The Elders are a newly formed peace group interested in peace missions. The group is made up of many famous folks, including former South African President Nelson Mandela and former US president Jimmy Carter. From their website:
We, the Elders, are here because we care deeply for the fate of our planet, and we feel intensely the suffering of millions of people in Darfur who yearn for nothing more than peace and dignity.
The group, in similar style to the United Nations (UN), hopes to boast powerful world leaders and address needs in human suffering around the world. The first step will be possibly one of the biggest battles to tackle in current history: Darfur, Sudan. The crisis there has been brewing violently for four years now, forcing over 2 million people to flee and live in refugee camps. The BBC reports this week:
"The United Nations Security Council has approved a 26,000-strong peacekeeping force to replace the 7,000 African Union (AU) observer mission struggling to protect civilians in Sudan's western province of Darfur.While the AU and UN struggle to bring lasting peace to Darfur, The Elders hope to become a peaceful force in the struggle. Will it be enough among the ensuing violence? The Christian Science Monitor is hopeful this week.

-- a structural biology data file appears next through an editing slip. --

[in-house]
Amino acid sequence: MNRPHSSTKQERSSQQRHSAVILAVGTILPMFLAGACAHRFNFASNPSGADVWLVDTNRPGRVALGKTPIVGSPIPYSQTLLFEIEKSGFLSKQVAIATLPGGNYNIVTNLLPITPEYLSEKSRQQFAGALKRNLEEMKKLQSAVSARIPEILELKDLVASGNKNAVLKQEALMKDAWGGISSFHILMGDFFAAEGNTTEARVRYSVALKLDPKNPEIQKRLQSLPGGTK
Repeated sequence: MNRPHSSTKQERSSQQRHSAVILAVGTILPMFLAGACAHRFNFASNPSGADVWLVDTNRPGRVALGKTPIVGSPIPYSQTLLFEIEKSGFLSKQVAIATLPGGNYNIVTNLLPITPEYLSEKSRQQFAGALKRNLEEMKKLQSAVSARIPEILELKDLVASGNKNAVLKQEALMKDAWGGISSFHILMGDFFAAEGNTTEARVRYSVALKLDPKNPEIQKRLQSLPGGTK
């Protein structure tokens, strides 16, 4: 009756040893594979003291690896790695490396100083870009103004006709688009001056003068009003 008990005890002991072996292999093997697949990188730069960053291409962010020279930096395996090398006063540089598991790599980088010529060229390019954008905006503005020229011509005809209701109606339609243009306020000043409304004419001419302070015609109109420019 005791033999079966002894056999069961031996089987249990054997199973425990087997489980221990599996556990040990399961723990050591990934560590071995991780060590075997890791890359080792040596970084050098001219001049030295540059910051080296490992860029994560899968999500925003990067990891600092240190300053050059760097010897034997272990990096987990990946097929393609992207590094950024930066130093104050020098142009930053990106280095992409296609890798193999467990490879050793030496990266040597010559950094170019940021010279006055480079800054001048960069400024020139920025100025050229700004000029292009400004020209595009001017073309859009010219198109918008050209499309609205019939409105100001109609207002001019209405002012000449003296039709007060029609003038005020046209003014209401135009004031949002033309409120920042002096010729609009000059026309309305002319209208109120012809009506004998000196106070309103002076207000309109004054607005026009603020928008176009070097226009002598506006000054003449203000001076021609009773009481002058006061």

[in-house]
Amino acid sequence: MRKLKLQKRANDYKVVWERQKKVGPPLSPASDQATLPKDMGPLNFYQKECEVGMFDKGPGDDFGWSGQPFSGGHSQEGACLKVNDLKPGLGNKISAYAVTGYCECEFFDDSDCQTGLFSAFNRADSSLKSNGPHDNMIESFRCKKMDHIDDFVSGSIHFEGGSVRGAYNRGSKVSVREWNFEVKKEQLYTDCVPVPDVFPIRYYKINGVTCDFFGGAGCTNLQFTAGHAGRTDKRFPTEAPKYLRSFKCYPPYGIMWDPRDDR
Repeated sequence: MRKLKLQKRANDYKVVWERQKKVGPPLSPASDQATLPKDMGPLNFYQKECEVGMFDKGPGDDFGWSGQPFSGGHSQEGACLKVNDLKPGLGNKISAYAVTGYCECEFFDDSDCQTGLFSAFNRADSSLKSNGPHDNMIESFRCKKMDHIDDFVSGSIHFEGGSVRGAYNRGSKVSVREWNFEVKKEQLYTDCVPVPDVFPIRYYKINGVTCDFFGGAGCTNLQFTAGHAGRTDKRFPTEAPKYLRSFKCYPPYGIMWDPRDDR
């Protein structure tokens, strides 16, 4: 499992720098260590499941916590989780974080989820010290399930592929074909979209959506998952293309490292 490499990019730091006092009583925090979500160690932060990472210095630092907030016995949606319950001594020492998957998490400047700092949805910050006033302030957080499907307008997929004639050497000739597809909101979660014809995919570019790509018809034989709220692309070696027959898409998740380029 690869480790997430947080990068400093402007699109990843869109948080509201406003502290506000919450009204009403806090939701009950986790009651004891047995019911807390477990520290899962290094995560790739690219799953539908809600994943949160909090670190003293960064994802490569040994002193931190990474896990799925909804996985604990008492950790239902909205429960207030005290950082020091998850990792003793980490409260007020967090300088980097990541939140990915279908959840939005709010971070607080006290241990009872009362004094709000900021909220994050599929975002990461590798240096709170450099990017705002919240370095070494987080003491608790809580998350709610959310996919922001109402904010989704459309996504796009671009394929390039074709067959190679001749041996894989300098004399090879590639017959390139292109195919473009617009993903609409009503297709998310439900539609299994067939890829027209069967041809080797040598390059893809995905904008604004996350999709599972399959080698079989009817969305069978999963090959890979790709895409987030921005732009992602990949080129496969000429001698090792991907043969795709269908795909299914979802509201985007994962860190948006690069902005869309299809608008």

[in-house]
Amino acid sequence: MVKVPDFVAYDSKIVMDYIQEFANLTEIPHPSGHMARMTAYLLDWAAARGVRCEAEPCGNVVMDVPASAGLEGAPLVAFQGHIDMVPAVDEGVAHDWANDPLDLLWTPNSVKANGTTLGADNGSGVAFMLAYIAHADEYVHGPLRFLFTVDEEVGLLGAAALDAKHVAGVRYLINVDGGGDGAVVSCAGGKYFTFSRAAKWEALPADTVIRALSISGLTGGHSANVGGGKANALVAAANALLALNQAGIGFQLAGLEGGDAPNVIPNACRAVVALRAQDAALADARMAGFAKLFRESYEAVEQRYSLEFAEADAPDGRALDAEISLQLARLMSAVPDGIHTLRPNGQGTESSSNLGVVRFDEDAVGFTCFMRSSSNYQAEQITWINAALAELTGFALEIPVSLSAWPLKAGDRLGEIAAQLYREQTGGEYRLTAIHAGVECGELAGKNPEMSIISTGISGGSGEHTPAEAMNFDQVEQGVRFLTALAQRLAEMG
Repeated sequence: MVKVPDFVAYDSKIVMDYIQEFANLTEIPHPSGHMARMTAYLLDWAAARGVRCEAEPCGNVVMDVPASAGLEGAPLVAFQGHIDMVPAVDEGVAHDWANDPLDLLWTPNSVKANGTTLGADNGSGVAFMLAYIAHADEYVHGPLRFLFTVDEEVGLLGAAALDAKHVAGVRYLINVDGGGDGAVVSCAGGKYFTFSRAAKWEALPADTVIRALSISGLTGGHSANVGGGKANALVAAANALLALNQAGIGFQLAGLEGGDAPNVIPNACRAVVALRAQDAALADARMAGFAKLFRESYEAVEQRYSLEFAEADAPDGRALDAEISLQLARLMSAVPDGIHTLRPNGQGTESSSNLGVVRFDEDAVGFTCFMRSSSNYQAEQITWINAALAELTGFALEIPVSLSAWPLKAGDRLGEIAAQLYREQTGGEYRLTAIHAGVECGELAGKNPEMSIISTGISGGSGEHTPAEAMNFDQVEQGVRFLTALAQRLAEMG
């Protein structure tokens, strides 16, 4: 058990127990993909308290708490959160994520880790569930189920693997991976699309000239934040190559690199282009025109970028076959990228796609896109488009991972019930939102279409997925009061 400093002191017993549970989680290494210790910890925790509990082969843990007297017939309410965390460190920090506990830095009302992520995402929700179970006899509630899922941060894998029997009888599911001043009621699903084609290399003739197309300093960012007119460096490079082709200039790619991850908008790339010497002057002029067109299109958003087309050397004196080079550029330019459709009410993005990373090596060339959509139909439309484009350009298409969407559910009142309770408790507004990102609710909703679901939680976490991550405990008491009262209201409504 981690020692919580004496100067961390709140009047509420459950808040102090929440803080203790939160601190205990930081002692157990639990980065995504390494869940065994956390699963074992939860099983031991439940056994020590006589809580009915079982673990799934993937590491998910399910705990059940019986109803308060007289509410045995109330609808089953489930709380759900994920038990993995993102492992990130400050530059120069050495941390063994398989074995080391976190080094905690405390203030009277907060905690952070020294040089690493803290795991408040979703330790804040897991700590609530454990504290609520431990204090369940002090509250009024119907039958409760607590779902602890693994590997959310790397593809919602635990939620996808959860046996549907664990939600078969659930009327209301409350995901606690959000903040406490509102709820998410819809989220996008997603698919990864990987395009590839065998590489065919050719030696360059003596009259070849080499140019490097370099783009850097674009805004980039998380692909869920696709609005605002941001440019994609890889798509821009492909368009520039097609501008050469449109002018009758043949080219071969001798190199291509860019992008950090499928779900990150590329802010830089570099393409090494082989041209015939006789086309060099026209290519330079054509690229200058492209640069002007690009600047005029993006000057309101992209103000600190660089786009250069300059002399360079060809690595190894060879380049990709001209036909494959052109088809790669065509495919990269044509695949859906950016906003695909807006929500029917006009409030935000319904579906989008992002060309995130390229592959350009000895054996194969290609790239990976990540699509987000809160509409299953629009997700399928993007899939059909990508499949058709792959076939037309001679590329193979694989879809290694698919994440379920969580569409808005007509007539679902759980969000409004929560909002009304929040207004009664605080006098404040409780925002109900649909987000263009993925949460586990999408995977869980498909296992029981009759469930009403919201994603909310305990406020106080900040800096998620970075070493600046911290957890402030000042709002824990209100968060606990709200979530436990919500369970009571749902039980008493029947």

In Sudan, where African Union mediators, Hollywood stars, and even the pope have failed to secure a lasting peace, South Africa's retired Archbishop Desmond Tutu and his group of retired statesmen, The Elders, are stepping in.
...Sending an elder statesman, with no political stake in the outcome, to seek a peaceful solution is a proven conflict-resolution tool. Retired Sen. George Mitchell, for example, was instrumental in bringing peace to Northern Ireland. And if one elder statesman has an edge, will a bevy of them ensure success?
The Elders have already begun to talk directly with the local community leaders and displaced people living in camps. The beginnings of their journey were met with an up-close look at the violence and despair found there.
Many people are shocked to hear of what The Elders are trying to do. Their mission is both radical and naive, many say. But as the U.N. and U.S. continue to lose the small-stepped and meek battle of force they dabble in there, it is my sincere hope that The Elders bring peace through peaceful strides and worldwide support in Darfur.